The fox is indigenous to all of mainland Britain and Ireland, where its fortunes have essentially been determined by man's activities. Factors resulting in high numbers include:
- Man's alteration of the habitat and thus of the fox's prey species;
- The elimination of natural predators (e.g. the wolf, lynx and golden eagle;
- The introduction of new prey species, such as the rabbit and pheasant;
- The provision of other new food resources, as in suburban areas.
More directly, man has sought in different circumstances to limit fox abundance through culling and to conserve populations for sport hunting.
In recent historic times, there have been major changes in these factors and there is no reason to believe that fox numbers are currently stable. In addition, there have been recent increases in range: to Anglesey, Holy Island and, at least temporarily to the Isle of Man and to parts of East Anglia, parts of the Pennines and eastern Scotland, where they were once very scarce.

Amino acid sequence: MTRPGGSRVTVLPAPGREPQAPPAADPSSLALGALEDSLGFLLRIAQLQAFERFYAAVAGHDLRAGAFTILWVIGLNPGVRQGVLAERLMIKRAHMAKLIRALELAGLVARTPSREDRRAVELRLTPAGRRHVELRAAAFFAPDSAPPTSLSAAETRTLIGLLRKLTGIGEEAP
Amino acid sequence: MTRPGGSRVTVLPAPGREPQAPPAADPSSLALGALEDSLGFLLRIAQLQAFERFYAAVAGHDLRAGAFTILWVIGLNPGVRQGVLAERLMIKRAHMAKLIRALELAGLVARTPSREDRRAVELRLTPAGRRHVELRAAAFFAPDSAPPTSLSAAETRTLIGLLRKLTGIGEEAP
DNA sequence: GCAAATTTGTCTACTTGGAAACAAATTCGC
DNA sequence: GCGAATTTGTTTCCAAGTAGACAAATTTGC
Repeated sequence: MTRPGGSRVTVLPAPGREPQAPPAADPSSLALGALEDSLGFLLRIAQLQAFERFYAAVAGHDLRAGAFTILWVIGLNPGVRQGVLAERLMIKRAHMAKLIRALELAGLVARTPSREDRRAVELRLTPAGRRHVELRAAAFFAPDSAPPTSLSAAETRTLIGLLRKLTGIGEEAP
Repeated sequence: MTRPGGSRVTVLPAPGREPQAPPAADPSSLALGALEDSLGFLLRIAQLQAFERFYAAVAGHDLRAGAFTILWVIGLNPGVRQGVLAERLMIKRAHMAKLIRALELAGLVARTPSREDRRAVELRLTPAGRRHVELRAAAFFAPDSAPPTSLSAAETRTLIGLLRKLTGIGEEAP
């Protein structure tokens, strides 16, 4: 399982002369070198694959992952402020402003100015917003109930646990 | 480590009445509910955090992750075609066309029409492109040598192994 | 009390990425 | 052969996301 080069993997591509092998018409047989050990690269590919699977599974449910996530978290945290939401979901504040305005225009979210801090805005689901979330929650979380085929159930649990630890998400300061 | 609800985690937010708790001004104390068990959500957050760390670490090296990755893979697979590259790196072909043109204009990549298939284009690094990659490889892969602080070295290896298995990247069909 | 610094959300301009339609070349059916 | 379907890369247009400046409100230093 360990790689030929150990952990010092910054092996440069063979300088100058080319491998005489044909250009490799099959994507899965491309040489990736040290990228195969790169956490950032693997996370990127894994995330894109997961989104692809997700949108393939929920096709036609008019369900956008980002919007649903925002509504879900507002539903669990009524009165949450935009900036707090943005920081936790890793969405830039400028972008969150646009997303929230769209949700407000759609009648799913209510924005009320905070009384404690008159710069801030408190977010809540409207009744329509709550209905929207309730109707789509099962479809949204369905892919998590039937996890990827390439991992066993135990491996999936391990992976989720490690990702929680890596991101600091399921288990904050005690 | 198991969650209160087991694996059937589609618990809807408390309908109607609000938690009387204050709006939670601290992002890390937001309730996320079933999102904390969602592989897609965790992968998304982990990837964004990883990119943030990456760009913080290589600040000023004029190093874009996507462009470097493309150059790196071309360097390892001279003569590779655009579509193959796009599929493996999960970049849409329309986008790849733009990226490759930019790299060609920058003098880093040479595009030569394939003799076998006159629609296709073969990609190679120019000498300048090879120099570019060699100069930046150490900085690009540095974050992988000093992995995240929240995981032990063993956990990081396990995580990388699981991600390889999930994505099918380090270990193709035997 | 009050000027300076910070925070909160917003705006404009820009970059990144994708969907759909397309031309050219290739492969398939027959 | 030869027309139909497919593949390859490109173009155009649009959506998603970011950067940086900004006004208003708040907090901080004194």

The best estimate of the current British fox population is 240,000 adults in spring, to which a production of 425,000 cubs is added annually. For the population to remain stable, 425,000 foxes must therefore die each year. In both rural and urban areas, mortality caused by man predominates. Gamekeepers probably kill 70,000-80,000 annually. Additional culling by other interest groups is difficult to quantify. In urban areas, where 14% of foxes live, road traffic is the chief cause of death.
The number of foxes killed per square kilometre on shooting estates by gamekeepers has increased year-on-year since National Gamebag Census records began in 1961, in all regions of Britain. This could reflect changes in control methods, but ancillary data suggests that it reflects a regional increase in fox abundance, creating a larger influx of dispersing animals onto shooting estates. The rate of increase in fox bags has flattened off since about 1995.
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